|Publication number||US7929410 B2|
|Application number||US 11/474,718|
|Publication date||Apr 19, 2011|
|Priority date||Jun 29, 2005|
|Also published as||CA2613426A1, EP1897256A2, EP1897256A4, US8699434, US20070014229, US20110191532, US20140181422, WO2007005381A2, WO2007005381A3, WO2007005381A8|
|Publication number||11474718, 474718, US 7929410 B2, US 7929410B2, US-B2-7929410, US7929410 B2, US7929410B2|
|Inventors||Edward L. Hepler, Robert G. Gazda, Alexander Reznik|
|Original Assignee||Interdigital Technology Corporation|
|Export Citation||BiBTeX, EndNote, RefMan|
|Patent Citations (22), Referenced by (5), Classifications (23), Legal Events (2)|
|External Links: USPTO, USPTO Assignment, Espacenet|
This application claims the benefit of U.S. provisional application No. 60/694,969 filed Jun. 29, 2005, which is incorporated by reference as if fully set forth.
The present invention is related to processing data in a wireless transmit/receive unit (WTRU), (i.e., a mobile station). More particularly, the present invention is related to a protocol engine (PE) for processing data in a WTRU.
A protocol stack in a wireless communication system, such as a universal mobile telecommunications system (UMTS) frequency division duplex (FDD) system, is a collection of inter-related system components. The protocol stack takes data, (application data or network data), re-formats and packetizes it for transmission over an air interface, and re-builds the data on the receive side of the air interface. The protocol stack is also responsible for control, configuration and maintenance of air interface parameters. For example, the protocol stack controls the parameters related to data rate, physical channel configuration, timing, in-sequence delivery of data, and the like.
As an example, the access stratum (AS) portion 100 of the UMTS FDD protocol stack is shown in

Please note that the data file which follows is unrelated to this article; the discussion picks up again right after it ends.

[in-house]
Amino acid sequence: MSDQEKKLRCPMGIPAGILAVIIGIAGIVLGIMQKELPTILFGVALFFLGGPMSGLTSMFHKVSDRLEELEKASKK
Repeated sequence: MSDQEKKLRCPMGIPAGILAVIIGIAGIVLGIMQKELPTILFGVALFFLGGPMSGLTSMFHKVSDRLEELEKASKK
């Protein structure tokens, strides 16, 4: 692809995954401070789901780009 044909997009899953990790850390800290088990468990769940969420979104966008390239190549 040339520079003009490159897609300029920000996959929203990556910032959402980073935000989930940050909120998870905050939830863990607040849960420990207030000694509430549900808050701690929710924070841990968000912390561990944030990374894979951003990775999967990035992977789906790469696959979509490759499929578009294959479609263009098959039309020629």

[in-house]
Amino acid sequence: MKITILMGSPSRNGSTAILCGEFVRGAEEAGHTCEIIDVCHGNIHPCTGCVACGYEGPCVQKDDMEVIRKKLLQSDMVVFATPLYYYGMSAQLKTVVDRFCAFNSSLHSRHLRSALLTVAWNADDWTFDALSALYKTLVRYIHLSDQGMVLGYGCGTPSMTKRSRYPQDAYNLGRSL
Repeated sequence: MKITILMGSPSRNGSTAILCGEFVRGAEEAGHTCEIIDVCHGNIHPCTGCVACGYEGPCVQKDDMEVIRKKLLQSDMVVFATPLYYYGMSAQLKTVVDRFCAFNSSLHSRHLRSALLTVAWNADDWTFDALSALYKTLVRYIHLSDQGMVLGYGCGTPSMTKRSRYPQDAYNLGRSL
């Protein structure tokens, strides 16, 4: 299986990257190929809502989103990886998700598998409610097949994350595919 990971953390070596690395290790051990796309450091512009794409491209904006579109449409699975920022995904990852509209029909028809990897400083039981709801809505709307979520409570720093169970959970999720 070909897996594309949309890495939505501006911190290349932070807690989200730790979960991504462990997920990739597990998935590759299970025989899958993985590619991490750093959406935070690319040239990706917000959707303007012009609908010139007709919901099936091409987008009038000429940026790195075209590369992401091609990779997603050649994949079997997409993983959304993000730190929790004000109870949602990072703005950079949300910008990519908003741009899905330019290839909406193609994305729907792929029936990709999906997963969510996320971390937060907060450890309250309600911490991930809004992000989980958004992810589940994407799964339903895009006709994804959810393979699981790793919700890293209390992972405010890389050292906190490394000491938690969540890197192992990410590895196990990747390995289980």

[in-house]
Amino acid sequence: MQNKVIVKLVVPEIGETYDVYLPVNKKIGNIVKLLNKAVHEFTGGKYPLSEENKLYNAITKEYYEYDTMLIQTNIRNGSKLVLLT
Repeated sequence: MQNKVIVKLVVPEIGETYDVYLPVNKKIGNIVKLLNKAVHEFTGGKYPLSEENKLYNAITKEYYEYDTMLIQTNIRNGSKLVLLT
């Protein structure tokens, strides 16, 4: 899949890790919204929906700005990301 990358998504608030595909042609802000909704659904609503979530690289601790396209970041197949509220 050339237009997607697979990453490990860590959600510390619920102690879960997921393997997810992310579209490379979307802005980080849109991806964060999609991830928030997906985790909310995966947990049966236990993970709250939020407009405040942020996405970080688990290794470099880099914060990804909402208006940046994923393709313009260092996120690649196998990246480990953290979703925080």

The RRC 102 performs initial cell selection and reselection (mobility), establishment, maintenance and release of RRC (signaling) connections with the UMTS terrestrial radio access network (UTRAN), establishment, maintenance and release of radio bearers, transport channels (TrCH) and physical channels, (i.e. configuration of the WTRU Layer 2 and Layer 1 based on UTRAN commands), including a control of high speed downlink packet access (HSDPA) and high speed uplink packet access (HSUPA) channels, and measurement reporting.
The RABM/PDCP 104 performs IP header compression in accordance with Internet Engineering Task Force (IETF) request for comments (RFC) 2507 and RFC 3095, lossless serving radio network controller (SRNC) relocation, management of NSAPI/packet data protocol (PDP) context mappings to radio access bearer (RAB) channels, including quality of service (QoS) management and RAB re-establishment, (i.e., RABM functions).
The BMC 106 performs delivery of cell broadcast messages to the non-access stratum (NAS) (i.e., upper layers), cell broadcast schedule evaluation, and configuration of cell broadcasting services (CBS) for discontinuous reception.
The RLC 108 performs translation of application data units, (i.e., service data units (SDUs)), between air interface efficient transport blocks, (i.e., protocol data units (PDUs)), in both the control and data planes, (i.e. segmentation and concatenation), network configurable retransmission, and ordered delivery of data units based on a specific mode, (i.e., an acknowledged mode (AM), unacknowledged mode (UM), and transparent mode (TM)).
The MAC 110 performs mapping of logical channels to transport channels, selecting the appropriate uplink transport format combinations based on instantaneous data rates within the WTRU, prioritization of transport channels within the WTRU, implementation of MAC-e/es protocols (HSUPA), and implementation of the MAC-hs protocols (HSPDA) including MAC-hs reordering queues, MAC-hs PDU multiplexing, or the like. Implementation of the MAC-e/es protocols includes processing of scheduling grants, buffer occupancy calculation, rate request mechanisms, transport formation combination (TFC) recovery and elimination, and MAC-e/es PDU construction.
A physical layer (PHY) 112 abstracts the specific implementation of the UMTS Layer 1 from the UMTS AS stack, allowing the stack to be easily ported to alternative UMTS Layer 1 implementations.
Conventional implementations of the protocol stack are all-software implementations running on standard processors and standard real-time operating systems. As wireless communication standards evolve to support ever higher data rates, the requirements placed on the protocol stack software increase. With the emergence of high data rate services, (such as HSDPA, HSUPA, mobile broadcast multicast services (MBMS)), implementation of the protocol stack in software on standard processors will require a significant amount of computing power. The power requirements of such standard processors become a prohibitive drain on the power consumption of the battery-powered devices and are not viable. Accordingly, it would be desirable to seek alternatives to implementation of the protocol stack.